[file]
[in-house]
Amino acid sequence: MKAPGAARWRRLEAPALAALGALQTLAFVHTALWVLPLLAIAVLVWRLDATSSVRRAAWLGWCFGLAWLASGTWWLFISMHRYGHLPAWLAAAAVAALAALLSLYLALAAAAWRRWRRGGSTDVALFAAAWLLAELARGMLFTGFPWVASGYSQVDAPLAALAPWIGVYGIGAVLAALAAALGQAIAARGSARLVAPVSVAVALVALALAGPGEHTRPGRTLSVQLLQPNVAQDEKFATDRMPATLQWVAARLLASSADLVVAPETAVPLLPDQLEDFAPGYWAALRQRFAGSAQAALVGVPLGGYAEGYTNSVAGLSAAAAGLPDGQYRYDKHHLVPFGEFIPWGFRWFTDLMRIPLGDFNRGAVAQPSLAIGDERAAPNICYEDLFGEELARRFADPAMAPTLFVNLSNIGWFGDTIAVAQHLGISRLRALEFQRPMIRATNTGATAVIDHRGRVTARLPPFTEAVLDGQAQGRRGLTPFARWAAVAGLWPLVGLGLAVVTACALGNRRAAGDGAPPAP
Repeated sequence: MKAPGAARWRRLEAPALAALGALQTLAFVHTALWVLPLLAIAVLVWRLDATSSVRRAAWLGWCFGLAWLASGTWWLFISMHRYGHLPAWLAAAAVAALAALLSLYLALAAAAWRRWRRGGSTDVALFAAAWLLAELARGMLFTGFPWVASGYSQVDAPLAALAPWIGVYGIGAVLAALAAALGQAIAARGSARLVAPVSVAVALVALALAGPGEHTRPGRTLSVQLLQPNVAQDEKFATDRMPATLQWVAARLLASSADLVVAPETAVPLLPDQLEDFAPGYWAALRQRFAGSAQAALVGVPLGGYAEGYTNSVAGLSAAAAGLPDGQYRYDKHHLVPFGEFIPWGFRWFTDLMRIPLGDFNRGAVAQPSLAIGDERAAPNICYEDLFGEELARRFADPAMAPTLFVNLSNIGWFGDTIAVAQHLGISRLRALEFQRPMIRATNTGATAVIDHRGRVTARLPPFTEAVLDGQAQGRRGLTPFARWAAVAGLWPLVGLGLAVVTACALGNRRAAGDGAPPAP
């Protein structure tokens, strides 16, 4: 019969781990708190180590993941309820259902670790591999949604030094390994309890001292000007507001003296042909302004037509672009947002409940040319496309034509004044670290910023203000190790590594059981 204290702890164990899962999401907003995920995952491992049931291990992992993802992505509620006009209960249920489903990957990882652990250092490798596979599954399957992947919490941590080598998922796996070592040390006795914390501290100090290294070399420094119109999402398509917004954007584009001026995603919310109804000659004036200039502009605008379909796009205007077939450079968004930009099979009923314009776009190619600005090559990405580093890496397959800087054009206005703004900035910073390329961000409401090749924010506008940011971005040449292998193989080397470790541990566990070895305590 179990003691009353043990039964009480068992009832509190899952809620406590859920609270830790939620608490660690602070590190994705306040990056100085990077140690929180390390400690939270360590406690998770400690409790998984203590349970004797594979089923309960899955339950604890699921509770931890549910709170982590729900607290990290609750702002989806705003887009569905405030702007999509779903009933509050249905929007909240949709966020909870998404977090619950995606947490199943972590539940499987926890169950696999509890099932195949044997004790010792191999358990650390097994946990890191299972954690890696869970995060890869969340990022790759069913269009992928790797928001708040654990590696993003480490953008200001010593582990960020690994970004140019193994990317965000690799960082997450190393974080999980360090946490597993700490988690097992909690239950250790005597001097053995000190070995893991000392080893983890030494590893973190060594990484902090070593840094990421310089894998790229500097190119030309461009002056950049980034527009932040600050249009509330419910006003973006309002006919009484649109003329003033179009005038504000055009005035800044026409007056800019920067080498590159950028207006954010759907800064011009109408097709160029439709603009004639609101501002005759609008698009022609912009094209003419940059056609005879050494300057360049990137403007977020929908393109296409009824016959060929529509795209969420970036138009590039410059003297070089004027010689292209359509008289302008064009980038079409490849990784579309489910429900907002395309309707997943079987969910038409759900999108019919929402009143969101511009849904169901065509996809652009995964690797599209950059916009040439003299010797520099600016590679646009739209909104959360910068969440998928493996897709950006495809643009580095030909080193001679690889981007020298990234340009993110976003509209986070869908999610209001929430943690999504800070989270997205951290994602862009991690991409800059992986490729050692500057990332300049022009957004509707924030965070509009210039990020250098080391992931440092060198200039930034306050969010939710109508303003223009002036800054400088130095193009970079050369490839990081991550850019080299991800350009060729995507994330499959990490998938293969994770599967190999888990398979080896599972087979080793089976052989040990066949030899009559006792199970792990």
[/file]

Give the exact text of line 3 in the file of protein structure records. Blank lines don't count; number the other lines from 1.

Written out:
Repeated sequence: MKAPGAARWRRLEAPALAALGALQTLAFVHTALWVLPLLAIAVLVWRLDATSSVRRAAWLGWCFGLAWLASGTWWLFISMHRYGHLPAWLAAAAVAALAALLSLYLALAAAAWRRWRRGGSTDVALFAAAWLLAELARGMLFTGFPWVASGYSQVDAPLAALAPWIGVYGIGAVLAALAAALGQAIAARGSARLVAPVSVAVALVALALAGPGEHTRPGRTLSVQLLQPNVAQDEKFATDRMPATLQWVAARLLASSADLVVAPETAVPLLPDQLEDFAPGYWAALRQRFAGSAQAALVGVPLGGYAEGYTNSVAGLSAAAAGLPDGQYRYDKHHLVPFGEFIPWGFRWFTDLMRIPLGDFNRGAVAQPSLAIGDERAAPNICYEDLFGEELARRFADPAMAPTLFVNLSNIGWFGDTIAVAQHLGISRLRALEFQRPMIRATNTGATAVIDHRGRVTARLPPFTEAVLDGQAQGRRGLTPFARWAAVAGLWPLVGLGLAVVTACALGNRRAAGDGAPPAP